The impact of Brexit on UK farmers is becoming clearer - Liberty

Sunday, November 5, 2023

The impact of Brexit on UK farmers is becoming clearer

 

An Eastern European farmer harvested cabbage this month from a field owned by his Naylor Farms near Boston, England. Andrew Testa

For 40 years, the prime farmland Sarah Pettit's family rented near her home produced an abundance of vegetables, including the purple-sprouted broccoli that lines the shelves of Britain's upscale supermarkets. When immigration restrictions were put in place, curbing employment from Eastern Europe, this region near Britain's east coast saw a sharp decline in vital labor flows.

Pettit said she had little choice but to cut production by a fifth of hers.

It's been two years since the UK left her EU economy, and Brexit's effects have spread throughout the economy, making it impossible for the bloc's citizens to automatically work in the UK. According to her two research institutes, the Center for European Reform and Britain in a Changing Europe, one of the most glaring examples is that she employs some 330,000 workers in low-skilled jobs such as transport, retail, and hospitality. is hiring employees a shortage of

The absence of workers has hit the food and agriculture sectors particularly hard. She lost £22 million (about $27 million) worth of fruit and vegetables last year, according to a survey by the National Farmers Union, which found that 40% of her respondents suffered crop loss and more than half said to have reduced production.

Mr. Pettit will welcome more Poles, Latvians, and Lithuanians to Boston. But since Britain voted to leave the EU, many have left the country, Brexit has made it challenging to recruit successors, and the crop harvest has left many Britons behind



Boston expanded in 2004 after citizens of Poland and other former communist countries gained the right to work in the UK. Andrew Testa

An assessment by the Agriculture Recruitment Group said Brexit meant a "significant reduction in migrant workers."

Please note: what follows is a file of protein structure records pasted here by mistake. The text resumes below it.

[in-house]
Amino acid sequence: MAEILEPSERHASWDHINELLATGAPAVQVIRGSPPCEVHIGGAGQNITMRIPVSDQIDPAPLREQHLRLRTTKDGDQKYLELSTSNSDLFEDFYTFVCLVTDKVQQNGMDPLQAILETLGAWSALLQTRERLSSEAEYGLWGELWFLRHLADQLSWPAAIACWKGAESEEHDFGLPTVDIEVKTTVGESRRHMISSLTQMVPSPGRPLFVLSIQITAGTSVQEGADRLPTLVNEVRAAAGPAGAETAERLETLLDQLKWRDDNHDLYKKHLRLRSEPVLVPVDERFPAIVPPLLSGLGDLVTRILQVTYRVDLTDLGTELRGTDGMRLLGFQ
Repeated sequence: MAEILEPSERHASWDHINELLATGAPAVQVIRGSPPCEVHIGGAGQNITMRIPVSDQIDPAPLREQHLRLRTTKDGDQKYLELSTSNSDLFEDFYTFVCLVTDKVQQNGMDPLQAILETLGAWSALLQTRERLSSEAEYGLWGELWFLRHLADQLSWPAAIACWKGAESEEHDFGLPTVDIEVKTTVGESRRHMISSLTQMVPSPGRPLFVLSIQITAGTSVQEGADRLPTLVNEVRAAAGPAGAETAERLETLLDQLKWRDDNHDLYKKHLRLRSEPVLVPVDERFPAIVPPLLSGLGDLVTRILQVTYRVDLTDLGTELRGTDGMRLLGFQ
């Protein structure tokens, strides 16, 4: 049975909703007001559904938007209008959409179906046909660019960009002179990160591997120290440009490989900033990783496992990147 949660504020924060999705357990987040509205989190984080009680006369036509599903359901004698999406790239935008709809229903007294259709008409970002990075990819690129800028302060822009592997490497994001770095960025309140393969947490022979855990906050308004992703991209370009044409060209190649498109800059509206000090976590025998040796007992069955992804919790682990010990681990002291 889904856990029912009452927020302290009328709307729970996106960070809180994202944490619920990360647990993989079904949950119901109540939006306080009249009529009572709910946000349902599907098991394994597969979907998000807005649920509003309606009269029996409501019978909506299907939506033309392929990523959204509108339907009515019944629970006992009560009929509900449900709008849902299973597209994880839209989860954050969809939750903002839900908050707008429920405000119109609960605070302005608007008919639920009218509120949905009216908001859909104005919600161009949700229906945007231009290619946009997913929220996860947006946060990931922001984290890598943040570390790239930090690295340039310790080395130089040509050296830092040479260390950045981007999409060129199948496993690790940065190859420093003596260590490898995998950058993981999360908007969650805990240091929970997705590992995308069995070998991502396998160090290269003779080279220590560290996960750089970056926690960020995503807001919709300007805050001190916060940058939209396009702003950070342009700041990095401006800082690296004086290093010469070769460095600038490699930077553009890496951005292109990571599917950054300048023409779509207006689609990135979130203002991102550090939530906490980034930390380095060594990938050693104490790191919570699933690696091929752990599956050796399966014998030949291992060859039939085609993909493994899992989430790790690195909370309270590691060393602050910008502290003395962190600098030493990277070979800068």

At the time of the 2016 referendum, Brexit supporters were frustrated by what they felt was a loss of sovereignty over the European Union, especially immigration controls. Polls show that British sentiment is starting to oppose Brexit as business owners cite difficulties in finding workers, cumbersome trade issues, and cumbersome paperwork requirements.

In Boston, where residents strongly supported Brexit, there is little evidence that attitudes toward the European Union have changed. But people like Pettit are starting to realize the impact Brexit will have on their lives and lives.

Boston, 160 miles north of London, is a prime example of immigration to Britain in the 21st century.

When a group of former communist countries joined her EU in 2004, Britain is one of her three bloc countries that quickly opened up the labor market to new workers. At the time, the Polish economy was suffering from high unemployment and hundreds of thousands of Poles emigrated to Britain. Among them were bright and ambitious young men.

Many jobs have been created, especially in agriculture and food processing, and Boston has continued to expand since her 2004. But the influx of migrants put pressure on schools and health services, sparking a local backlash and ultimately contributing to pro-Brexit sentiment in the town. 10 years later.

But when Brexit began, the situation was reversed, and workers from countries such as Poland could no longer come to the UK without a visa. At the same time, the economies of Eastern European countries improved, employment became more attractive, and even those who had the right to remain in the UK were drawn back to their home countries.